Shakespeare and the Ends of Comedy

Shakespeare and the Ends of Comedy

Ejner J. Jensen
Distribution: World
Publication date: 8/1/1991
ISBN: 978-0-253-11268-2
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Description

“This is a congenial, lucidly written work, the product of careful thought and attention to performance.” —Shakespeare Bulletin

“ . . . Jensen has done a service by reminding readers of the variety and richness of the comedy and comic devices in Shakespeare’s plays.” —Choice

“The ear that Jensen brings to the plays themselves results in close readings that are always insightful and stimulate new questions.” —English Language Notes

"Here is a genuinely readable and enjoyable book . . . humane, balanced, unpolemical, good humored, and fundamentally sane." —Charles R. Forker

“. . . Jensen has produced a sensitive and eminently readable book that will no doubt figure prominently in future attempts to understand Shakespeare’s comic practice.” —Shakespeare Yearbook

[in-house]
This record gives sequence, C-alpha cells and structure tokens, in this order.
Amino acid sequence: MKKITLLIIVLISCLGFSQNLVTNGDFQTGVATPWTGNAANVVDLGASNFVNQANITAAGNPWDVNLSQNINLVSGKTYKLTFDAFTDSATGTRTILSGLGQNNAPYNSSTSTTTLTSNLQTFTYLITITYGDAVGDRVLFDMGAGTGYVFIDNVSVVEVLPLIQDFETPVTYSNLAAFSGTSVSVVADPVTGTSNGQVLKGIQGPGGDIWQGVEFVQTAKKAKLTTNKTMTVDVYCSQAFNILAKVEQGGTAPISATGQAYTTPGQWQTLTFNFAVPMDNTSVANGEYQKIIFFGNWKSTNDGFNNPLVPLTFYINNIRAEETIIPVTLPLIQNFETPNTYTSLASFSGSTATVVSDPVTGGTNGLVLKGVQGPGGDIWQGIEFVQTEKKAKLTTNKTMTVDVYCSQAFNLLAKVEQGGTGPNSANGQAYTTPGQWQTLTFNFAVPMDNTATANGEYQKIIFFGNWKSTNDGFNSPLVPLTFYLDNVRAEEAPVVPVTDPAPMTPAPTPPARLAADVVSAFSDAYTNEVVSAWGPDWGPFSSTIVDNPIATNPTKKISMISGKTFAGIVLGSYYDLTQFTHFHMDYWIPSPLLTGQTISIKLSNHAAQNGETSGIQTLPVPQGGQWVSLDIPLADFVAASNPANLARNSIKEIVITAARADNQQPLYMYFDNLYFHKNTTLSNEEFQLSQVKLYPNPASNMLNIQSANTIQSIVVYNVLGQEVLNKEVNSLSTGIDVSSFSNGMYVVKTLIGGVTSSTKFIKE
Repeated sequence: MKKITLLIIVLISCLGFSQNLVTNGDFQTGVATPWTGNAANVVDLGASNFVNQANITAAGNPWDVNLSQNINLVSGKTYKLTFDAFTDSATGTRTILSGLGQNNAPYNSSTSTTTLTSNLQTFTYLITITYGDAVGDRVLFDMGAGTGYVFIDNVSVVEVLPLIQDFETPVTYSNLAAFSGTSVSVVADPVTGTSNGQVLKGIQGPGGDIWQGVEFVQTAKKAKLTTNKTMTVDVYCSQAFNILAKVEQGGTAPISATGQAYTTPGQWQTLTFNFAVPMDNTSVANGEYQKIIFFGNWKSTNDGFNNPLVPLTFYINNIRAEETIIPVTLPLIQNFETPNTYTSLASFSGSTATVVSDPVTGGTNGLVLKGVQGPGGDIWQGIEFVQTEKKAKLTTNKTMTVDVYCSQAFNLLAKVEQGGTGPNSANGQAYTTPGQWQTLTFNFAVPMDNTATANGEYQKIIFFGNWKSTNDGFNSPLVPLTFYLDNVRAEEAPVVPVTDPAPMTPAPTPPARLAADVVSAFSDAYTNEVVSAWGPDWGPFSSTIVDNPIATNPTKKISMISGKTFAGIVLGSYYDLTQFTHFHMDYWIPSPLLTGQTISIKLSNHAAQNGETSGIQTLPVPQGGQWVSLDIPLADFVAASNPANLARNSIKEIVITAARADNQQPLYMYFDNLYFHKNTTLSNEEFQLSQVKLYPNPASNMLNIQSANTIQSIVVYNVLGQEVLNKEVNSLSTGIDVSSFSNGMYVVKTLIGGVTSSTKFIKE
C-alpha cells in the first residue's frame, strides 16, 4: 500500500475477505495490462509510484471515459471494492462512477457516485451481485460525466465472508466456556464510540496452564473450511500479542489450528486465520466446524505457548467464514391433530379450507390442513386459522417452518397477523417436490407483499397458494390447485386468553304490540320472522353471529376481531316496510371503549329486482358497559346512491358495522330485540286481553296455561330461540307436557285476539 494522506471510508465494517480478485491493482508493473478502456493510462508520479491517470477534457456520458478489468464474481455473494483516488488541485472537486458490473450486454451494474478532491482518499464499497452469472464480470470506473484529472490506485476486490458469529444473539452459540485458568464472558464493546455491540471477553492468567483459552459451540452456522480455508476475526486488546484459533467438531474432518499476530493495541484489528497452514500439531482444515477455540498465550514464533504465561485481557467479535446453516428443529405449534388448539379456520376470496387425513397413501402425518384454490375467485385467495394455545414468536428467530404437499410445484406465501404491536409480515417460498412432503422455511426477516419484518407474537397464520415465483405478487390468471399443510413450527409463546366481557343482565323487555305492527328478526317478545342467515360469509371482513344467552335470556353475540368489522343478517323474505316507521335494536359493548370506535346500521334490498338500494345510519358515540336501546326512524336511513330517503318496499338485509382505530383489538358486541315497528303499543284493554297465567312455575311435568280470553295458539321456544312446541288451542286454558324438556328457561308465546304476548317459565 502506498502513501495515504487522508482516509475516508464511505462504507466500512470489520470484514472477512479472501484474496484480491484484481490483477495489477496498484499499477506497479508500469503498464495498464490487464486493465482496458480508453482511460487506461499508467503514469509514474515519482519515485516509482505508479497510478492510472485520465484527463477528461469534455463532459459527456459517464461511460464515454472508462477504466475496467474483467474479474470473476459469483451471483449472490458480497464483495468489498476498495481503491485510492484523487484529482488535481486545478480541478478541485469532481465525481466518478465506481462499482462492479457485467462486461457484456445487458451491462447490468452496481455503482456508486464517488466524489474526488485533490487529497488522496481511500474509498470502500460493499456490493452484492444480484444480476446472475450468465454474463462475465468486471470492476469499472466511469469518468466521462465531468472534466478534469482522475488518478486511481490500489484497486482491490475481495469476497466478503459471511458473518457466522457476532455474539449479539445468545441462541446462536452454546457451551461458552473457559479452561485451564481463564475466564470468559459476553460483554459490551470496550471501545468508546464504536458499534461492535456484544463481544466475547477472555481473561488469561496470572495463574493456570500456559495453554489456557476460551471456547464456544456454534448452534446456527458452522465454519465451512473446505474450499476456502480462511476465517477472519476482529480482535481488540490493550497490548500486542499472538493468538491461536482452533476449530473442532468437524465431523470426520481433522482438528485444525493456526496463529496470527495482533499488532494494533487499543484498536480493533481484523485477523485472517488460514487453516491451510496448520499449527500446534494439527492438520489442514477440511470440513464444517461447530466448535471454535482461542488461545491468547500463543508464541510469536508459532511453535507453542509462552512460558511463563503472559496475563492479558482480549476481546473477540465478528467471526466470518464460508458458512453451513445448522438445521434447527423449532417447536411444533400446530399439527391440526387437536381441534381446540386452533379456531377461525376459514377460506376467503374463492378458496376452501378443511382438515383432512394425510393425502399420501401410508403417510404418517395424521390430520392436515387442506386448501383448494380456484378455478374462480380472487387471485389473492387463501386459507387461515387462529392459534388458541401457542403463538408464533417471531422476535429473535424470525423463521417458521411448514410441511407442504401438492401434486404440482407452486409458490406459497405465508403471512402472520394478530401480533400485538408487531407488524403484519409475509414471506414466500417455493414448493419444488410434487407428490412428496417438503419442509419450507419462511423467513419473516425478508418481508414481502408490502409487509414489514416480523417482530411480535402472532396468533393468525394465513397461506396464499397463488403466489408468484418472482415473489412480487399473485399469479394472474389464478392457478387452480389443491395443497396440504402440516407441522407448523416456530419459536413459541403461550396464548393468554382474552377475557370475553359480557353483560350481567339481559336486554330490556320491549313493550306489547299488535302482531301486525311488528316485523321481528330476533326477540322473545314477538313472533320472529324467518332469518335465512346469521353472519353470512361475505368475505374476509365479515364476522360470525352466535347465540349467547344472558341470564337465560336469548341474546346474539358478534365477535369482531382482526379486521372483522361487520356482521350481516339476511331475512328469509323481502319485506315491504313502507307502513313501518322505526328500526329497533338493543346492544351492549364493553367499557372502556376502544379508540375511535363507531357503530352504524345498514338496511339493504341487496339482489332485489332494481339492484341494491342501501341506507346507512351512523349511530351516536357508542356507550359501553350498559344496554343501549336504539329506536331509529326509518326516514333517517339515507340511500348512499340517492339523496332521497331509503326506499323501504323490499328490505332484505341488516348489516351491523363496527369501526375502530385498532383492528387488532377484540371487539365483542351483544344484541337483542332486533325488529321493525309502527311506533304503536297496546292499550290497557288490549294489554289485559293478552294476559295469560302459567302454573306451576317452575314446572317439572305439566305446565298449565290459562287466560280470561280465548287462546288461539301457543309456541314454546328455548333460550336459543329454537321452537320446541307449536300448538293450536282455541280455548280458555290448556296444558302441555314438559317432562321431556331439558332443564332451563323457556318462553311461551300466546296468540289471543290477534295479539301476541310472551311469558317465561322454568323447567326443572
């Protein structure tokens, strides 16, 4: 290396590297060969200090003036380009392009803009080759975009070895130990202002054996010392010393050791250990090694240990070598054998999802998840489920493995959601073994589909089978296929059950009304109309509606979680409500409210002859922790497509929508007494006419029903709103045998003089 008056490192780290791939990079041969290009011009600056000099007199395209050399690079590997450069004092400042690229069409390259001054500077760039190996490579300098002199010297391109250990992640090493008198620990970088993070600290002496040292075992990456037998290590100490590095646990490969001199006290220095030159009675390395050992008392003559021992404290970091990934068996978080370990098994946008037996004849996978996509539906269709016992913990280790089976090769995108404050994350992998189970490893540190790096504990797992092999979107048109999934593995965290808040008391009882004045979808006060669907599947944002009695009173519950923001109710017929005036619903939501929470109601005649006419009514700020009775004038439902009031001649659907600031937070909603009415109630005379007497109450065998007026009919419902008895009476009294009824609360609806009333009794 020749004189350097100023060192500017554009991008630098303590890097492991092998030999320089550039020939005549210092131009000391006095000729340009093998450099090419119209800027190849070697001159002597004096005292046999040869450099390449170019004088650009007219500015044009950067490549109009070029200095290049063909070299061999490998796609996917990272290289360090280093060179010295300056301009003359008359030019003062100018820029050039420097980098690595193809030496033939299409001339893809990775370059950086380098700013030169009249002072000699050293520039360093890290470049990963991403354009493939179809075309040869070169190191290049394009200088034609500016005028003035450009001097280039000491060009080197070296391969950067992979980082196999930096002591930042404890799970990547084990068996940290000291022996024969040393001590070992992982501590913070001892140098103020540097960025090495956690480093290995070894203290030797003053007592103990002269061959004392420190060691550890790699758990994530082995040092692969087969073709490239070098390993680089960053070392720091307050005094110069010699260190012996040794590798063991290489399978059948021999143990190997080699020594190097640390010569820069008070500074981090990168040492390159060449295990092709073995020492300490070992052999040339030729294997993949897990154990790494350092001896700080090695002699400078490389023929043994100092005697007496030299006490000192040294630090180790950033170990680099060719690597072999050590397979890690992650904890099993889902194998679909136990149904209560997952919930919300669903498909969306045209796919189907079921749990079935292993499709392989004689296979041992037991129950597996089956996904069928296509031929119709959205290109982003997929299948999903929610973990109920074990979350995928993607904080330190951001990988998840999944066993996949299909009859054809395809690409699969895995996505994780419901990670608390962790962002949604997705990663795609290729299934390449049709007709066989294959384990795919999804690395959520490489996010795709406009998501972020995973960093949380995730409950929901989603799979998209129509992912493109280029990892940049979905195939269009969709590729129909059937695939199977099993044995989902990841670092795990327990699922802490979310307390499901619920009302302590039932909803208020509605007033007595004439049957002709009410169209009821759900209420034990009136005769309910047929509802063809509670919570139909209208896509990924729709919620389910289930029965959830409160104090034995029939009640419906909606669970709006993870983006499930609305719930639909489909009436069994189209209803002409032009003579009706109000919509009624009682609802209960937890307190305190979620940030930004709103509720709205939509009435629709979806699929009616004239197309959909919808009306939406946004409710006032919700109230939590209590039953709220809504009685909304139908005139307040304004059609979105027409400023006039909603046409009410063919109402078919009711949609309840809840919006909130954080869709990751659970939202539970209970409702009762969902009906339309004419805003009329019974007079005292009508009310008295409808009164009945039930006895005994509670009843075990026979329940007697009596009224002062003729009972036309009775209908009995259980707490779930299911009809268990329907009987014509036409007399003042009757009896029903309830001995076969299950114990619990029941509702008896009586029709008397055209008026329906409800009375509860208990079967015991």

Jensen questions a persistent critical emphasis that finds the meanings of Shakespeare’s comedies in their endings. Analyzing The Merchant of Venice, Much Ado about Nothing, As You Like It, Twelfth Night, and Measure for Measure, he shows how much vitality is sacrificed when critics assume that "the end crowns the work."

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Table of Contents

Acknowledgments
Introduction

One
Crowning the End: The Aggrandizement of Closure in the Reading of Shakespeare’s Comedies

Two
“A wild of nothing, save of jog”: The Comic Pleasures of The Merchant of Venice

Three
“The Career of...Humor”: Comedy’s Triumph in Much Ado about Nothing

Four
Performative Comedy in As You Like It

Five
Speaking Masterly: Comic Tone and Comic Preparation in Twelfth Night

Six
Comic Vitality and the Cost of Fantasy in Measure for Measure

Notes
Works Cited
Index